Dr. Amara Sayed
Vacation time for most of us is something to look forward to. A little planning ahead, especially with a family, makes things go a lot smoother and stress-free. Whether you are going on a trip to the beach, skiing in the mountains, or staying at a cabin by the lake, there is one thing that these vacations should have in common – sun safety for your family.
Five Top Things to Pack for Sun Safety
The number one thing you should pack is sunscreen for the entire family. Here’s a tip – be sure your sunscreen is not out of date…expired sunscreen can lead to burns. Always buy new sunscreen every season. If buying it once you get to your destination is your best option, make it a priority.
Packing sun protective clothing is a wise choice, regardless of age. Rash guards are a great way to have fun in the water and still be protected. Even if you’re not by the water, take clothes that have a high Ultraviolet Protection Factor (UPF). UPF measures how much UV radiation a fabric allows to reach your skin. A UPF of 30-49 is recommended for good protection, and anything over 50 is excellent. Some clothing manufacturers provide UPF labels, but if not, the American Academy of Dermatology’s website gives some great guidelines.
Wide brim hats will provide protection for your scalp, the top of your ears, and additional protection for your face. Don’t forget your eyes and lips! They are also vulnerable to sun damage. Use a lip balm with SPF, and for your eyes, select appropriate sunglasses. Wrap-around styles offer better protection and check to see that they are labeled to protect from UV rays. Not all sunglasses have that protection.
Which Sunscreen Should I Use for My Family?
When selecting sunscreens, make sure it is a broad-spectrum sunscreen (protects from both UVB and UVA rays) with an SPF of 30 or higher and that it is a physical-based sunscreen (zinc or titanium dioxide.) If you opt for a spray sunscreen, don’t forget to rub it into the skin to avoid streaky coverage and, therefore, sunburn. Whether you choose creams, sprays, or sticks, you need to reapply every two hours or more frequently if you are sweating. If you are in the water, you want to reapply every hour and every time you get out of the water.
The Skin Cancer Foundation does not recommend sunscreen for babies younger than six months old. They suggest that you keep babies out of the sun altogether. Their skin is very vulnerable at this age, and you want to make sure that you keep them in the shade, use clothing that covers their arms and legs, and use the sun shield on your stroller. If you are going to be outside, try to avoid the hours between 9 a.m. to 3 p.m. or 10 a.m. to 4 p.m. (depending on the season) when the sun is the strongest. You can start using sunscreen once your baby is six months or older, but still protect them from direct sunlight and use sun-protective clothing.
If you are worried if sunscreen is not safe for your child, there are many great sunscreens for children. Even if it is a children’s brand, you should follow the same guidelines delineated above. Sunscreens in stick form are great for easy application and a lot less messy.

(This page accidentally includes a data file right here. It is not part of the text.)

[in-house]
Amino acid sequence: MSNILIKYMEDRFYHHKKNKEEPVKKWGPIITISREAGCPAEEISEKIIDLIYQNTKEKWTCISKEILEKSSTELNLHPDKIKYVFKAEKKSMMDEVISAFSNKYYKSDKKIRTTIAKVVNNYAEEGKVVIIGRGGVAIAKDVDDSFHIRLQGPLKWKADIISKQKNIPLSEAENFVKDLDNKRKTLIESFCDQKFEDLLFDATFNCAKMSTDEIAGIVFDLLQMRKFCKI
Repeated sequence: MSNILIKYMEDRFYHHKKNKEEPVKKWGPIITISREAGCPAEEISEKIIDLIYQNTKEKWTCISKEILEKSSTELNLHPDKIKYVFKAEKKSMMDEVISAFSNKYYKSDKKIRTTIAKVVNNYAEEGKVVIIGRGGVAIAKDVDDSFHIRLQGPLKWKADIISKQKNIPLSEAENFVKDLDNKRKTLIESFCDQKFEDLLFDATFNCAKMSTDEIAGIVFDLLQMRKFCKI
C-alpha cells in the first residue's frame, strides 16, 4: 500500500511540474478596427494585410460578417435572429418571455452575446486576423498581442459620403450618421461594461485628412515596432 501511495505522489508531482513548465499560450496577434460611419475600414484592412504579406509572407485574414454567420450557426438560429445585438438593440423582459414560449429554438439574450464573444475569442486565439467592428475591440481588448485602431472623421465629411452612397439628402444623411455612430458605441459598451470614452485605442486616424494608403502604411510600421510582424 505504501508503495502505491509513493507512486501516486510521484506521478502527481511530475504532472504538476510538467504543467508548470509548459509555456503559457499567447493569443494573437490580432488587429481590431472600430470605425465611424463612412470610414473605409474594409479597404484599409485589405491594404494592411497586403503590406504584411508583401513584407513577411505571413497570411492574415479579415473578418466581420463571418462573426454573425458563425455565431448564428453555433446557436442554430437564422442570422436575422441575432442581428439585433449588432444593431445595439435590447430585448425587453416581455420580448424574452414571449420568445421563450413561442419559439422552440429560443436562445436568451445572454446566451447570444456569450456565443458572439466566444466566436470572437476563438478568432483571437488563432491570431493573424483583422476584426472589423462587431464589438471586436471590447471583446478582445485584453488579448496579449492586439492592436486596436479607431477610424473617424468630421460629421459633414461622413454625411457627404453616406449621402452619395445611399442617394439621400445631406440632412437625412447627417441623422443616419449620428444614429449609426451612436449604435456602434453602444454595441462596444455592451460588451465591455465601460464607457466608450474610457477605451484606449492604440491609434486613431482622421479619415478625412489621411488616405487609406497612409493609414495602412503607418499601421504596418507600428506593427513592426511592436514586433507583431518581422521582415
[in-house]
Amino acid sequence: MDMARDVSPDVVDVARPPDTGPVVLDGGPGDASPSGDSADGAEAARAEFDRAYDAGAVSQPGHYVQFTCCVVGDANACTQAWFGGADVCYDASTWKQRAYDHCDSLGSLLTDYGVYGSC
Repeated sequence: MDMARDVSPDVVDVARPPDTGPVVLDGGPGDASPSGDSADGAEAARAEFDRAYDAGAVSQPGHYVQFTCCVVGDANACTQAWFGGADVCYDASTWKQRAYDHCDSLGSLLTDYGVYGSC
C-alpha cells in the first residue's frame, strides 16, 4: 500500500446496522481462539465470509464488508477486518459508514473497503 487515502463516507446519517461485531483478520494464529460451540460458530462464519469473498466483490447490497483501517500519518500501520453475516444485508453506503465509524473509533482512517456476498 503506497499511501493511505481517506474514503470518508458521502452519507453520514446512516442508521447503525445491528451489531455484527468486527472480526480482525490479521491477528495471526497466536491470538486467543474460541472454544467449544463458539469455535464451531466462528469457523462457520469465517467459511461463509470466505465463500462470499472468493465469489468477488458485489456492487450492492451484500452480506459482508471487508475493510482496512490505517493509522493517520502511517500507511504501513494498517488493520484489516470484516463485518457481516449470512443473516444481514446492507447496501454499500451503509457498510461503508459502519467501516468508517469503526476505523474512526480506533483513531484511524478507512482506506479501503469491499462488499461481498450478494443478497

Where you decide to take your vacation can make a difference in the strength of the sun’s rays. Higher altitudes and locations closer to the equator have stronger UV rays. As you get closer to the sun, the air gets thinner, and you get less protection from the atmosphere. Being near water, sand, or snow, you must also consider the reflective nature of these surfaces. You are bombarded by UV rays from above as well as below.
If you are flying or driving to your destination, remember that glass and plastic cannot protect you from UVA rays, as they can penetrate these surfaces and still harm your skin.
Always try to seek shade, especially during peak hours. Do not be fooled by a cloudy day, either. You are getting less UV radiation, but that doesn’t mean you should stay out longer. You can still get burned on days like these.
How To Treat a Sunburn?
This happens often. We are having so much fun that we forget to reapply sunscreen. Or we were so relaxed; we fell asleep in the sun. Now you have a sunburn. Here’s what you need to do to allow your skin to heal quickly and avoid more significant issues.
Apply aloe vera gel to your sunburnt areas as often as you can. Ice packs on your sunburn will also cool you down and help prevent blisters. Make sure you only take cool showers. Hot water will only make the situation worse. Take anti-inflammatories such as an ASA (i.e. aspirin) or ibuprofen if you have pain.
Burns can lead to dehydration, especially if they are severe. Hydrate by drinking extra water. Keep the burned area covered with loose-fitting clothing when you are outdoors.
If you develop blisters, allow them to heal on their own. Seek medical attention if you develop a fever or have blisters covering a large area of your body.
A little bit of planning and taking a few precautions while you’re on vacation can help prevent sunburns.
At Vitalogy Skincare, the health of our clients is our number one priority. If you have any questions about sun damage, skin cancer, or any other skin issue, book an appointment with Dr. Sayed or any of our other expert Providers. Check out our eight convenient locations in Central Texas.
Dr. Amara Sayed offers comprehensive medical, surgical, and cosmetic dermatology care at our Bastrop and San Marcos locations. Passionate about being an advocate for her patients, Dr. Sayed sees adolescents, adults, and elderly.